Since January 7 fell on a Saturday this year, we just had to celebrate Roc Day
...and honour our spinning heritage!
Did you know that some form of spinning has been practised by humans for approximately 20,000 years? In France, there is a bone carving of the fertility goddess Venus wearing a string skirt. The sculptor has engraved the twists in each string and has even included the fraying at the ends of the twists ...so these skirts cannot have been made from leather or sinew, but must have been made from twisted fibre. (For more info, see Women's Work - The First 20,000 Years by Elizabeth Wayland Barber.)
Fast forward many generations to experience a Roc Day or St. Distaff's Day celebration. In the Christian tradition, spinners would take a holiday during the Twelve Days of Christmas. On January 7, the women would get back to business using their spindles, wheels and distaffs. The celebration would include pranks by the men such as setting fire to the spinning fibre while the women retaliated with buckets of water, drenching the men. (The ploughmen had time to play because they didn't have to return to work until the Monday following the 12 days of Christmas - I wonder who made up that rule!!! )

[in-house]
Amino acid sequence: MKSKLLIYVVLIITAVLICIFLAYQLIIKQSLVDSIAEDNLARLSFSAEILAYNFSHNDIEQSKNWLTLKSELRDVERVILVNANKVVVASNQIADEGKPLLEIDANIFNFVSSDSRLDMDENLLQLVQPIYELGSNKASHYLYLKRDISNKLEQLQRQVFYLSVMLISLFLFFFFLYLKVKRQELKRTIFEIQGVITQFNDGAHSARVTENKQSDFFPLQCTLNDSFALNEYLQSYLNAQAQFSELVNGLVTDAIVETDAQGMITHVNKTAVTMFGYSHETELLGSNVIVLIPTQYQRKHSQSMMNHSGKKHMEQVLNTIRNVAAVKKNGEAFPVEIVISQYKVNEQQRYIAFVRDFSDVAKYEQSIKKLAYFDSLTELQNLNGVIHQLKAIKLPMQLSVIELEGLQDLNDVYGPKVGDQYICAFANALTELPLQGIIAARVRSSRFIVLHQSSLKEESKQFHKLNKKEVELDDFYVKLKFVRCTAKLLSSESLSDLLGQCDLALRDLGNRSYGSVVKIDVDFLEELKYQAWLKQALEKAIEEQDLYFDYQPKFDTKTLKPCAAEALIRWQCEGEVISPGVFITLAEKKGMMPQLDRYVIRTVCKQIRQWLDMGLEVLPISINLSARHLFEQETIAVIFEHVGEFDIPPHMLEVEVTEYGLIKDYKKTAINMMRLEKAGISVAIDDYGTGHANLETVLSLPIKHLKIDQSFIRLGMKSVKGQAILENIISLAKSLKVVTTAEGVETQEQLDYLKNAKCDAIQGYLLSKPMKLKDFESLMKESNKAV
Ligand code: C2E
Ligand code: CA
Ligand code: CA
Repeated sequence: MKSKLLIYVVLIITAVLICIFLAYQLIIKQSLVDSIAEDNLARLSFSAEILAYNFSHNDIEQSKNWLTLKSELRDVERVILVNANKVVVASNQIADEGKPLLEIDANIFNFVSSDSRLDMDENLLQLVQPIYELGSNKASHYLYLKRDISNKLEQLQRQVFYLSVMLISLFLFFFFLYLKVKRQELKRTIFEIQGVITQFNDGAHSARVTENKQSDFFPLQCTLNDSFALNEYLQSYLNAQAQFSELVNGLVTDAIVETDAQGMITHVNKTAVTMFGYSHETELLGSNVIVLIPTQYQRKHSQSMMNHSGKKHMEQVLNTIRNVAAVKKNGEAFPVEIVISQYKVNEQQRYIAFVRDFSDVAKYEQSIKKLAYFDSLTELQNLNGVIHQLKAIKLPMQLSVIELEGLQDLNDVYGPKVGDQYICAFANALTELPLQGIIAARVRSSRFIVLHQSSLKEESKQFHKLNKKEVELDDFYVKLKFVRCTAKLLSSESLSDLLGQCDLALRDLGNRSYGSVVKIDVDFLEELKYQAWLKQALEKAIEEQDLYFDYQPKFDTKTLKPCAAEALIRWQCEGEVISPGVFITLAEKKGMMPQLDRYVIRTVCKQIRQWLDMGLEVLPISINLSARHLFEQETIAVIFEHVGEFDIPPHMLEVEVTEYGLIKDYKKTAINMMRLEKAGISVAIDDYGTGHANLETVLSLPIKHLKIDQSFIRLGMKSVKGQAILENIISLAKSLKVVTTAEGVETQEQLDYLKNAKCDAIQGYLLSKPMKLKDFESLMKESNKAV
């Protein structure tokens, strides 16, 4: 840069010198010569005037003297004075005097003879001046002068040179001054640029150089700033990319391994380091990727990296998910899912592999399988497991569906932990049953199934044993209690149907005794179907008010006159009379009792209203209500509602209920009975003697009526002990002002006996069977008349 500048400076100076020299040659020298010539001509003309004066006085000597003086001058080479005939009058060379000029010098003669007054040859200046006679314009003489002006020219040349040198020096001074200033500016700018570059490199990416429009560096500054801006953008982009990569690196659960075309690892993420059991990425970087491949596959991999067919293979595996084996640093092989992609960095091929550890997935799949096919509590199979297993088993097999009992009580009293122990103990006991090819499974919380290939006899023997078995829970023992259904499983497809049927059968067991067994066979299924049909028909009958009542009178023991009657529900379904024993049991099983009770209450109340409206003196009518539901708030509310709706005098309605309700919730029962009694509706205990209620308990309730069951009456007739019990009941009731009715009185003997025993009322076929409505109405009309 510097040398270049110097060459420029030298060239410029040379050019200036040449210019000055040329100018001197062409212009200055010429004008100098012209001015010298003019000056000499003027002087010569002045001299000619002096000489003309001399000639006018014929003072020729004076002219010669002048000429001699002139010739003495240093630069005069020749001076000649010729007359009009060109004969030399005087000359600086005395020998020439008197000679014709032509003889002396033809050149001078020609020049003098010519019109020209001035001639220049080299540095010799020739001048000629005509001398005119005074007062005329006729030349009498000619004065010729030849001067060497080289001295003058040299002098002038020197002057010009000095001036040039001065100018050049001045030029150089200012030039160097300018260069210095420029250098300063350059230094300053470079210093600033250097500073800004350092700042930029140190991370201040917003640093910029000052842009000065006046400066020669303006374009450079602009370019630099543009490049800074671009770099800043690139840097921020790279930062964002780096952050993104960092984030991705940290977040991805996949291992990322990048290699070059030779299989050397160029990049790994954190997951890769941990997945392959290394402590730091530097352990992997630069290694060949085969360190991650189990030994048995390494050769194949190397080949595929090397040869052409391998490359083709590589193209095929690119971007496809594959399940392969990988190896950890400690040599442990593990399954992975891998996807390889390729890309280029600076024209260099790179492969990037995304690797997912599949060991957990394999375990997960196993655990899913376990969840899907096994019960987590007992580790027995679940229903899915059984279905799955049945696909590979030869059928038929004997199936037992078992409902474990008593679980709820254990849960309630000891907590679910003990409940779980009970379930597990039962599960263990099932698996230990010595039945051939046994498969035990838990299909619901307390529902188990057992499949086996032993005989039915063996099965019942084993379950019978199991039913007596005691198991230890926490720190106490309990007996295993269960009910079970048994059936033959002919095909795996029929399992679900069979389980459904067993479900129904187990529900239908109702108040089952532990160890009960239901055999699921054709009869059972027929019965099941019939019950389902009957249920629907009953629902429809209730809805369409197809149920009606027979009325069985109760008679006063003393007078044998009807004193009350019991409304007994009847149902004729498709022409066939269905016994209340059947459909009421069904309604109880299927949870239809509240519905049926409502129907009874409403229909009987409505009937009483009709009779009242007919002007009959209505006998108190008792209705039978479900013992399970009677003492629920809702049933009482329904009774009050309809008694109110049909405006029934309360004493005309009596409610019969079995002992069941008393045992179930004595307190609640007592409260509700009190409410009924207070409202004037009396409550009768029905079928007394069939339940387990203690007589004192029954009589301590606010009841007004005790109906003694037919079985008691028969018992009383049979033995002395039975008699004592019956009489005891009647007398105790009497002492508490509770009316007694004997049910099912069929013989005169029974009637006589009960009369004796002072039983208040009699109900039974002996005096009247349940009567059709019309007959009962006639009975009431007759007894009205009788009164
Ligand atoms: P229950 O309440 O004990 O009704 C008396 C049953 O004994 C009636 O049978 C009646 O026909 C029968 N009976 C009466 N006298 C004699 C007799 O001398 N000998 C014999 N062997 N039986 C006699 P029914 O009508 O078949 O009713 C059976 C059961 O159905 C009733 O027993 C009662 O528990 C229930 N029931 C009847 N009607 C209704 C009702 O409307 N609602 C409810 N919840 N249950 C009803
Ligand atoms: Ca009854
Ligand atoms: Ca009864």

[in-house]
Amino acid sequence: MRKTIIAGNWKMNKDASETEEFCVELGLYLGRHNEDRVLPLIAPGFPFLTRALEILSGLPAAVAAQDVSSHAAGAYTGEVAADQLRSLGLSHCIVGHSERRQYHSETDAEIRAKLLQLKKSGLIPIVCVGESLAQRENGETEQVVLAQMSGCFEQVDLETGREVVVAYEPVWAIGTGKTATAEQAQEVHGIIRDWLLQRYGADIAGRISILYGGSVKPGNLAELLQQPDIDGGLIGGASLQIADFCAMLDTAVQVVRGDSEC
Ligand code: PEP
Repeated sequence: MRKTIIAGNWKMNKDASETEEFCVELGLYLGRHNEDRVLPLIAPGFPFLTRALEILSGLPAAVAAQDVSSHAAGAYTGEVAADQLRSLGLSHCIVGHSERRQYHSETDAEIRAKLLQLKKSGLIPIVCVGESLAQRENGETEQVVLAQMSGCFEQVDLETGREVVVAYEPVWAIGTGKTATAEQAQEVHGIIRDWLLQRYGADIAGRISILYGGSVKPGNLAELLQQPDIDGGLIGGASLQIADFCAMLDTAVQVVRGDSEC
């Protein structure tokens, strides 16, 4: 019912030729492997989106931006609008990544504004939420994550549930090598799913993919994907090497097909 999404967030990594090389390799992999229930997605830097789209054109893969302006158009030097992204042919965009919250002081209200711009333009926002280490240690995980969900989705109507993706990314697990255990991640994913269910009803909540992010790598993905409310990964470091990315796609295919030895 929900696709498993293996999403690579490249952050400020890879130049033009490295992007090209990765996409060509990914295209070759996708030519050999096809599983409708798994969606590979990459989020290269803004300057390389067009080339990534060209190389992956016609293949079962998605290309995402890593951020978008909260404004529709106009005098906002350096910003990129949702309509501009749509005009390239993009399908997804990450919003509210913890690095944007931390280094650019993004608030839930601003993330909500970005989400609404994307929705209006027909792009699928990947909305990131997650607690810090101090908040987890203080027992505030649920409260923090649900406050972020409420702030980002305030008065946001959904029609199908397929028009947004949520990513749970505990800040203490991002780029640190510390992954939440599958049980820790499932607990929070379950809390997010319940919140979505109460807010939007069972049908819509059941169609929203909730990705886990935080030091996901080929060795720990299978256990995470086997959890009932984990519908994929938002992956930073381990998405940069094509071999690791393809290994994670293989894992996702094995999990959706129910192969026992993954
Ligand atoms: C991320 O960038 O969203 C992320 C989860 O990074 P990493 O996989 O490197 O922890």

The St. Distaff's Day poem, below, is by Robert Herrick (1648).
Partly worke and partly play
Ye must on S. Distaffs day:
From the Plough soone free your teame;
Then come home and fother them.
If the Maides a spinning goe,
Burne the flax, and fire the tow:
Scorch their plackets, but beware
That ye singe no maiden-haire.
Bring in pailes of water then,
Let the Maides bewash the men.
Give S. Distaffe all the right,
Then bid Christmas sport good-night;
And next morrow, every one
To his owne vocation.
The Illustration is from Wikipedia. The distaff was used for storing the spinner's fibre while she worked. And I did say, "while SHE worked." Spinning was most definitely women's work, so much so that the legal term "distaff side" means the woman's side of the family.
And now to 2012. Here's Jean at her beautifully restored wheel: